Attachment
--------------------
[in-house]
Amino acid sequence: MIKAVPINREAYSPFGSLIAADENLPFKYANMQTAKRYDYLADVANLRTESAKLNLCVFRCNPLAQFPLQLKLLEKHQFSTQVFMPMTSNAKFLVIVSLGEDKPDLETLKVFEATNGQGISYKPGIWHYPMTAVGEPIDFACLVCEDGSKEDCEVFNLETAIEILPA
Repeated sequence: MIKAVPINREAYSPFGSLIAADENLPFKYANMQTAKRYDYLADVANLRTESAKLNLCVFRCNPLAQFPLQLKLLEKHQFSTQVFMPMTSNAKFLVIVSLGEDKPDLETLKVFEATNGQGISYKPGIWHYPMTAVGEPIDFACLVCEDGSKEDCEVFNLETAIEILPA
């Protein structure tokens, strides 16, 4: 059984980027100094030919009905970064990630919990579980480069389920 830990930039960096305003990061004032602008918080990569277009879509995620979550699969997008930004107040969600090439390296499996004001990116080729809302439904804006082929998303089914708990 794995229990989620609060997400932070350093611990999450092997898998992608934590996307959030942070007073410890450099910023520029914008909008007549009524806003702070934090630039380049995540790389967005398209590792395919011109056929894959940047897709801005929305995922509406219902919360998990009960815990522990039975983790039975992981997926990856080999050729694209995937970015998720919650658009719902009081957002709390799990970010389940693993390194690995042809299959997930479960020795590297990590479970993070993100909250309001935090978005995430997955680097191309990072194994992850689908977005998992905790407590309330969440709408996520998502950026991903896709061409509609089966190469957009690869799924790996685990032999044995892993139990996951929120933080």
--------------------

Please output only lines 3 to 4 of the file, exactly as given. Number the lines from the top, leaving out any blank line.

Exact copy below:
Repeated sequence: MIKAVPINREAYSPFGSLIAADENLPFKYANMQTAKRYDYLADVANLRTESAKLNLCVFRCNPLAQFPLQLKLLEKHQFSTQVFMPMTSNAKFLVIVSLGEDKPDLETLKVFEATNGQGISYKPGIWHYPMTAVGEPIDFACLVCEDGSKEDCEVFNLETAIEILPA
């Protein structure tokens, strides 16, 4: 059984980027100094030919009905970064990630919990579980480069389920 830990930039960096305003990061004032602008918080990569277009879509995620979550699969997008930004107040969600090439390296499996004001990116080729809302439904804006082929998303089914708990 794995229990989620609060997400932070350093611990999450092997898998992608934590996307959030942070007073410890450099910023520029914008909008007549009524806003702070934090630039380049995540790389967005398209590792395919011109056929894959940047897709801005929305995922509406219902919360998990009960815990522990039975983790039975992981997926990856080999050729694209995937970015998720919650658009719902009081957002709390799990970010389940693993390194690995042809299959997930479960020795590297990590479970993070993100909250309001935090978005995430997955680097191309990072194994992850689908977005998992905790407590309330969440709408996520998502950026991903896709061409509609089966190469957009690869799924790996685990032999044995892993139990996951929120933080």